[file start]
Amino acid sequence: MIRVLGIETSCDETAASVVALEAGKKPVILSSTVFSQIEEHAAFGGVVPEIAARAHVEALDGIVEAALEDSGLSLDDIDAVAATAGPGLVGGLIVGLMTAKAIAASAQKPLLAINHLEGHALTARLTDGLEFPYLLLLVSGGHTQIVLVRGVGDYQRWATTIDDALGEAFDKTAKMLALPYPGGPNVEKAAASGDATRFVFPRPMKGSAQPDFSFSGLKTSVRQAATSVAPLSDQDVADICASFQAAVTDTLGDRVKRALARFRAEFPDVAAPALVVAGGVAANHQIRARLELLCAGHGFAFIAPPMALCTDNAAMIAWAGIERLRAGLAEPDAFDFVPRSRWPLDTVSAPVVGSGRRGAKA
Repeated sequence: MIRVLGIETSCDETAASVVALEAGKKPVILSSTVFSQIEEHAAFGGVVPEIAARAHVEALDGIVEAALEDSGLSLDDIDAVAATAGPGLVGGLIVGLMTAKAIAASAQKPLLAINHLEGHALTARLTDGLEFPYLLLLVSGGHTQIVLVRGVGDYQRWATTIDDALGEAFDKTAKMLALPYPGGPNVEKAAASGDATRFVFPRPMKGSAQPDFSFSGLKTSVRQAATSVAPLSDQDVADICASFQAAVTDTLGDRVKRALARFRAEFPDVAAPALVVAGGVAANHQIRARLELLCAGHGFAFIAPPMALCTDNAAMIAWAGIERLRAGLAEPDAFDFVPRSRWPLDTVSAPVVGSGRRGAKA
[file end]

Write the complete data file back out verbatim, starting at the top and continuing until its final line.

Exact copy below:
Amino acid sequence: MIRVLGIETSCDETAASVVALEAGKKPVILSSTVFSQIEEHAAFGGVVPEIAARAHVEALDGIVEAALEDSGLSLDDIDAVAATAGPGLVGGLIVGLMTAKAIAASAQKPLLAINHLEGHALTARLTDGLEFPYLLLLVSGGHTQIVLVRGVGDYQRWATTIDDALGEAFDKTAKMLALPYPGGPNVEKAAASGDATRFVFPRPMKGSAQPDFSFSGLKTSVRQAATSVAPLSDQDVADICASFQAAVTDTLGDRVKRALARFRAEFPDVAAPALVVAGGVAANHQIRARLELLCAGHGFAFIAPPMALCTDNAAMIAWAGIERLRAGLAEPDAFDFVPRSRWPLDTVSAPVVGSGRRGAKA
Repeated sequence: MIRVLGIETSCDETAASVVALEAGKKPVILSSTVFSQIEEHAAFGGVVPEIAARAHVEALDGIVEAALEDSGLSLDDIDAVAATAGPGLVGGLIVGLMTAKAIAASAQKPLLAINHLEGHALTARLTDGLEFPYLLLLVSGGHTQIVLVRGVGDYQRWATTIDDALGEAFDKTAKMLALPYPGGPNVEKAAASGDATRFVFPRPMKGSAQPDFSFSGLKTSVRQAATSVAPLSDQDVADICASFQAAVTDTLGDRVKRALARFRAEFPDVAAPALVVAGGVAANHQIRARLELLCAGHGFAFIAPPMALCTDNAAMIAWAGIERLRAGLAEPDAFDFVPRSRWPLDTVSAPVVGSGRRGAKA